More than 1,100 food safety and quality assurance personnel attended IFT’s first International Food Safety & Quality Conference and Expo held at the Orange County Convention Center in Orlando, Fla. Orlando Fla., November 15-17. Unlike IFT’s Annual Meeting and Food Expo, this conference focused exclusively on food safety issues such as GMOs and biotechnology-derived foods, food safety research and HACCP training, fruit and vegetable safety, fish and shellfish issues, safe packaging technology, rapid testing methodologies, and testing of extended shelf-life foods. Nearly 100 exhibiting companies offered products and services ranging from microbiological test kits and supplies, electronic pasteurization systems and packaging technologies to food safety consulting services, and software.
Demands are building to find new ways to detect and identify food-borne pathogens and eliminate food-related illnesses. In 1997, President Clinton called for a national Food Safety Initiative, and the industry is responding. This first International Food Safety and Quality Conference and Expo, bringing the world’s leading food experts from industry, academia, and government together to address the mounting challenges facing the food industry. The Technical Program Advisory Committee of IFT’s Food Safety and Quality Conference designed the conference and expo to focus on critical food safety issues.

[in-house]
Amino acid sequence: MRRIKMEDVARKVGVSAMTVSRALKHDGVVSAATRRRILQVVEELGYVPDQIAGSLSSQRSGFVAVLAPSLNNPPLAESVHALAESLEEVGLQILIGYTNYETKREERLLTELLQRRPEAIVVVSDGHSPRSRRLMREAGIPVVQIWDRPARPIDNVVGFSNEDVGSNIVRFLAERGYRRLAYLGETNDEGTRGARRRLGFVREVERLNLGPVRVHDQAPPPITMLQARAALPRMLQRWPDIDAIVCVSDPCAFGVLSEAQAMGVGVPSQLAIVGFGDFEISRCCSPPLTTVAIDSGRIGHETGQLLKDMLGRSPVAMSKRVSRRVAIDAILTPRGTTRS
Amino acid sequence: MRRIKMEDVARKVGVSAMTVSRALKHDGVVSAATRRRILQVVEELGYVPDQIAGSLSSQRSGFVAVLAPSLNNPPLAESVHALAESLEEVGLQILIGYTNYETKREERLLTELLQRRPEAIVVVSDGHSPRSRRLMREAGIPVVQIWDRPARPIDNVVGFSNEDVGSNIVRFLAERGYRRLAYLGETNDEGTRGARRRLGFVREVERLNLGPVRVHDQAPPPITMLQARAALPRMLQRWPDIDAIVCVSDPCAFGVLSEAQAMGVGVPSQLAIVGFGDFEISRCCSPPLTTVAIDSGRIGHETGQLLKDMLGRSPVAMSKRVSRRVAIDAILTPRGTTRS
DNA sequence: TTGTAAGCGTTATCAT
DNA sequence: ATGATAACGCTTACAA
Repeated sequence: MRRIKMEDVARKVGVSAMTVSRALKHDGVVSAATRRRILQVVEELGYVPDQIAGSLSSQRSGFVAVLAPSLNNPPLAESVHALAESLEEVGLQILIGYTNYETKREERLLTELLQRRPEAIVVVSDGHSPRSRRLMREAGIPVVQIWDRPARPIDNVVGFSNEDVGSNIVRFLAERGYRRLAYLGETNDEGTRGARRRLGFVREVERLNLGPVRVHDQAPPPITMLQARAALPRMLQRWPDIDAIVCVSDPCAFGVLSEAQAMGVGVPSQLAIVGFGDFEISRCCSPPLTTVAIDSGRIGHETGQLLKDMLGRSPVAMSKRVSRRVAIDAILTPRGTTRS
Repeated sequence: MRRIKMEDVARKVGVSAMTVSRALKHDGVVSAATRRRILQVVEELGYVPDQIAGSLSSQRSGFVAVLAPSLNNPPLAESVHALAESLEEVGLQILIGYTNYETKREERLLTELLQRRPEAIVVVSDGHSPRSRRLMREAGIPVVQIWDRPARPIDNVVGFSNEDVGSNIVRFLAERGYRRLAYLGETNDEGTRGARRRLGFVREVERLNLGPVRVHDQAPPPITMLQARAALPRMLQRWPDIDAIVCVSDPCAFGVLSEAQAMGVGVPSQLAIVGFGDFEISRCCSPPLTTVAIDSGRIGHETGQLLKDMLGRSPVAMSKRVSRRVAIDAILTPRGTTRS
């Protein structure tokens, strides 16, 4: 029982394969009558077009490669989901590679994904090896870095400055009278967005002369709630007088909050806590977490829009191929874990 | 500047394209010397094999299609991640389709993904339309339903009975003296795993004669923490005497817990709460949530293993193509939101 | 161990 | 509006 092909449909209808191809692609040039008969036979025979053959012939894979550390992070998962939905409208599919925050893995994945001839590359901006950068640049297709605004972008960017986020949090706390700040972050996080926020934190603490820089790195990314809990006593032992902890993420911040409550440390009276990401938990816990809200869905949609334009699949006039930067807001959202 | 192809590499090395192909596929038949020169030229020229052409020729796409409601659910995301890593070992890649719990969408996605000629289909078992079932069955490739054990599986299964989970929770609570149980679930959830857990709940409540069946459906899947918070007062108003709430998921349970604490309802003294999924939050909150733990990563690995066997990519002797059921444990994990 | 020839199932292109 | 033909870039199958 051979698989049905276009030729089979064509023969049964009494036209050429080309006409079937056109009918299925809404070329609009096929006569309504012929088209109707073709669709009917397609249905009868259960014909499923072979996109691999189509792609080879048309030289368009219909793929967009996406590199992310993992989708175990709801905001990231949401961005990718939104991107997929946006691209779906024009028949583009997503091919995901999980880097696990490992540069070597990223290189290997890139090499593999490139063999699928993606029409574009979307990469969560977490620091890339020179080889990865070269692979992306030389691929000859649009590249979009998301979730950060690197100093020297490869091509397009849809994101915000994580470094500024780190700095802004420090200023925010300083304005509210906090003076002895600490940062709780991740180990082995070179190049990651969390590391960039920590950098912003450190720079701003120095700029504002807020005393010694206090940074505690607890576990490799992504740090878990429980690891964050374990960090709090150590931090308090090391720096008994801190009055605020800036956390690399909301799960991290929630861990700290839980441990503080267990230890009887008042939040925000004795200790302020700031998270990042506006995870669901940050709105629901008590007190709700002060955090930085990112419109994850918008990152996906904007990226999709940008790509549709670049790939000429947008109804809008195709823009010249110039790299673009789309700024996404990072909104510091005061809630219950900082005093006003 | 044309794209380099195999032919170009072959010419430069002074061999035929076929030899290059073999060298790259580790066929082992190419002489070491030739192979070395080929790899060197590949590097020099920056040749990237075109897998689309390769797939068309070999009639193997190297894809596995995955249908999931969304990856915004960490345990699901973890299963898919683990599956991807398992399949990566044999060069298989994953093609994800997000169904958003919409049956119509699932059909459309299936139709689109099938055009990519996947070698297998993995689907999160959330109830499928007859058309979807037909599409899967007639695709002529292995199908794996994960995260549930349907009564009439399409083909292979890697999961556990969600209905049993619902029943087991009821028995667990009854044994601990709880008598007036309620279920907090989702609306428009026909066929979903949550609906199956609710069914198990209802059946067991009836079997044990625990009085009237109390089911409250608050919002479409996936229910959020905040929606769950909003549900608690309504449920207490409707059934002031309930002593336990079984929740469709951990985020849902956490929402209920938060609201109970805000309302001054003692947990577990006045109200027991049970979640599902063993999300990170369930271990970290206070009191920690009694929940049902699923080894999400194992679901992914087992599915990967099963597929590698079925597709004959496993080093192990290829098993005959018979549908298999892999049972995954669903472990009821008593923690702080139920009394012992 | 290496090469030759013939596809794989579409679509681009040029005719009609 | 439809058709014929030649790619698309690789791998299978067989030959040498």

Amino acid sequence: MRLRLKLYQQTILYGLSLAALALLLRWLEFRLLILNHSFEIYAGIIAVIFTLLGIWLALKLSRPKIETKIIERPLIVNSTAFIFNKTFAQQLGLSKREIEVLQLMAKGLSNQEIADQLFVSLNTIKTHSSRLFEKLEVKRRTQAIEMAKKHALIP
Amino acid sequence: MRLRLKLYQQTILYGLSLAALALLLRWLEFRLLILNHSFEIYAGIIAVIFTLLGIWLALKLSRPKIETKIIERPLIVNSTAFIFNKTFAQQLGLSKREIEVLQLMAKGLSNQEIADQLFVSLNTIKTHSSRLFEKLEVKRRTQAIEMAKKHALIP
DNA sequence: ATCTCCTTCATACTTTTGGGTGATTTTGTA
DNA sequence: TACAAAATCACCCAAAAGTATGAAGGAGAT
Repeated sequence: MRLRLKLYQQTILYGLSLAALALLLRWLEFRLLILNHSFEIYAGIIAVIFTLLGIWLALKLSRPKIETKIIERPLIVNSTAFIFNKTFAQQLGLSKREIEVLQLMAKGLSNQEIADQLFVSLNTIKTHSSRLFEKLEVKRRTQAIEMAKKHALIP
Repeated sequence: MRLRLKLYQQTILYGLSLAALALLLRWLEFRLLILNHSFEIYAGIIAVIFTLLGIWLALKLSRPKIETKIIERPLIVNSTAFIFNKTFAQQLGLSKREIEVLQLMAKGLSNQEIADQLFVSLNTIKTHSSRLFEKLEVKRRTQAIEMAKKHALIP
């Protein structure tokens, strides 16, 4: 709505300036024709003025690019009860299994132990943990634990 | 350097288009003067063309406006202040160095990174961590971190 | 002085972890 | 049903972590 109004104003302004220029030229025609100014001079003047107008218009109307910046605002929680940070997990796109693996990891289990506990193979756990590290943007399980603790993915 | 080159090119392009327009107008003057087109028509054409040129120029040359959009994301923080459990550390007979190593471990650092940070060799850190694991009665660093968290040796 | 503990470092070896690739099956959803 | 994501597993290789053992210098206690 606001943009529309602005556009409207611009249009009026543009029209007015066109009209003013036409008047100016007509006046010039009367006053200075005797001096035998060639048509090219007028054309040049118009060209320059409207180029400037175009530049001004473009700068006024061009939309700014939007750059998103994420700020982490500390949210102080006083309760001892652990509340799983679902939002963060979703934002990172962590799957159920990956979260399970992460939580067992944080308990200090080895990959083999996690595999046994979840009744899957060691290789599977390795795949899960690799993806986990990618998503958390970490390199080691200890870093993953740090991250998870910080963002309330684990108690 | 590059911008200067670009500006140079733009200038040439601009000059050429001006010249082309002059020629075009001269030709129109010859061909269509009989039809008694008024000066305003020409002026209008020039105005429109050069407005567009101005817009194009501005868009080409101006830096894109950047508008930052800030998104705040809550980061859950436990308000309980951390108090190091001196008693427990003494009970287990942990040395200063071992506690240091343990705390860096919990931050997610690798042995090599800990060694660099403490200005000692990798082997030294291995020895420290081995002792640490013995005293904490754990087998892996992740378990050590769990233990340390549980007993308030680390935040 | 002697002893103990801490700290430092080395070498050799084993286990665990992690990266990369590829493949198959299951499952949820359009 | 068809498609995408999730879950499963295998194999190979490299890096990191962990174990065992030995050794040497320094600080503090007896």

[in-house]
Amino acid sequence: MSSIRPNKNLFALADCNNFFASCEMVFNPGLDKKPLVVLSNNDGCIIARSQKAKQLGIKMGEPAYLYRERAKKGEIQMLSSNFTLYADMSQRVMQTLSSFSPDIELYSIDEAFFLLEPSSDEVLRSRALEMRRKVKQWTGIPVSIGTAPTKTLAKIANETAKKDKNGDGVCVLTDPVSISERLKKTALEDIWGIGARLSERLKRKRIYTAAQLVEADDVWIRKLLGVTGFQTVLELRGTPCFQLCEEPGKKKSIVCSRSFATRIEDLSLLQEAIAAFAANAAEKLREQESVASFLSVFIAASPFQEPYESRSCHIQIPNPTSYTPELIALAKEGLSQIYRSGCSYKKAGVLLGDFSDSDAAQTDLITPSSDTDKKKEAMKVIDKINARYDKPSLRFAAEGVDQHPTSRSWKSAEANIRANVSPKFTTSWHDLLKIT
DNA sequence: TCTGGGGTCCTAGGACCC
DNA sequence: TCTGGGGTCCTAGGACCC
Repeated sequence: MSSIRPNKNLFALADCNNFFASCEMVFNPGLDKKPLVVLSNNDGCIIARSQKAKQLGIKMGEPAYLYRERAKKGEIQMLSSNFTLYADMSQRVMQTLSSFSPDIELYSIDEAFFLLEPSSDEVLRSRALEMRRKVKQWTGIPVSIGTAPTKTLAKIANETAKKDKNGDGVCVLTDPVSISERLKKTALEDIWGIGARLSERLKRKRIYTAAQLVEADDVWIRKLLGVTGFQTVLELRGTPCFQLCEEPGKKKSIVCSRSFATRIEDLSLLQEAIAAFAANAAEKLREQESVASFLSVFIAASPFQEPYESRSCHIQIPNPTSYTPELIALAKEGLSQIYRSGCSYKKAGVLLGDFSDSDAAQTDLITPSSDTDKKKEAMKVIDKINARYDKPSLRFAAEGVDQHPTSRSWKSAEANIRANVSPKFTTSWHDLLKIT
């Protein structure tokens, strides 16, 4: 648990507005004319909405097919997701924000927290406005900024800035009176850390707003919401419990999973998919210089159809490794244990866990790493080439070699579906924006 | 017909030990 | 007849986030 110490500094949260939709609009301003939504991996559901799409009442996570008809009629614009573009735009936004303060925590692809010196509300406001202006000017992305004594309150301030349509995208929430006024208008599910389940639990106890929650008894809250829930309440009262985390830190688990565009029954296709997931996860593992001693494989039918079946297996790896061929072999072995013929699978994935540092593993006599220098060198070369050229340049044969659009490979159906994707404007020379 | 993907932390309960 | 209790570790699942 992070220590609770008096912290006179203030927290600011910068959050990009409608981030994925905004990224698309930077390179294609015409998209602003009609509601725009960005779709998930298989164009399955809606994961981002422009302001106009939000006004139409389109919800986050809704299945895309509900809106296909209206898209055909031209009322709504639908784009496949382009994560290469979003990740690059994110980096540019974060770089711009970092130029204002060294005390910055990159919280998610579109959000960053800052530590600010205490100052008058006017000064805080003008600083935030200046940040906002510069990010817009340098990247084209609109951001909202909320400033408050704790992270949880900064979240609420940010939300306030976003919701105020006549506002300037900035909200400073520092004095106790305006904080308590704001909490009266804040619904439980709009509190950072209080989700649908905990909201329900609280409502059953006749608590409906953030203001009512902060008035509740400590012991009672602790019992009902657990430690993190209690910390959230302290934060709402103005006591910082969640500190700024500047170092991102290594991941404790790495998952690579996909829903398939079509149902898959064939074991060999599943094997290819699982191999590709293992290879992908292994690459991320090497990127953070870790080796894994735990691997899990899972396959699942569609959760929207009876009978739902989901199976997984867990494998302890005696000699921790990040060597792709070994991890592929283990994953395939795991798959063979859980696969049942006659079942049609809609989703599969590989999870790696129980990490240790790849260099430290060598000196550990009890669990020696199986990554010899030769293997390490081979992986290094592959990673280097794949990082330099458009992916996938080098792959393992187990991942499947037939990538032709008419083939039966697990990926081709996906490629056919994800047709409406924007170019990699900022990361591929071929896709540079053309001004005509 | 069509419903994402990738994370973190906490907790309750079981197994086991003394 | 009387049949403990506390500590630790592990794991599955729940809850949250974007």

The conference started on Wednesday morning, November 15, when Catherine Woteki, U.S. Dept. of Agriculture (USDA), Washington, D.C. delivered the keynote address. Woteki filled in for USDA Deputy Secretary Rominger who was unable to attend. Woteki talk was entitled, “The Prospects for Continued Food Safety Progress.” She stated that food safety had been a major priority for the current USDA. At the time of her address there was still uncertainty over what the new Administration would be, so Woteki addressed opportunities that have occurred during her years as Under Secretary for Food Safety. The 1994 USDA reorganization created a new Office of Food Safety. As a result, the public health focus of the USDA has been improved. A good example is the cadre of risk assessors USDA has been able to establish within the Food Safety and Inspection Service (FSIS), and the closer working relationship they now have with other public health agencies such as the Centers for Disease Control and Prevention (CDC). In 1997, President Clinton announced a major Food Safety Initiative that has provided new funds for needed improvements and research. Then in 1998, the President created his Food Safety Council, which he charged with developing a comprehensive strategic plan for federal food safety activities and ensuring that federal agencies develop coordinated food safety budgets each year. These presidential initiatives have been significant for several reasons. They elevated food safety issues to a new level of public discourse. They also set the stage for improved collaboration among government agencies with food safety responsibilities. An example is the FoodNet surveillance network, which is the product of coordination among CDC, FDA, FSIS, and state public health departments.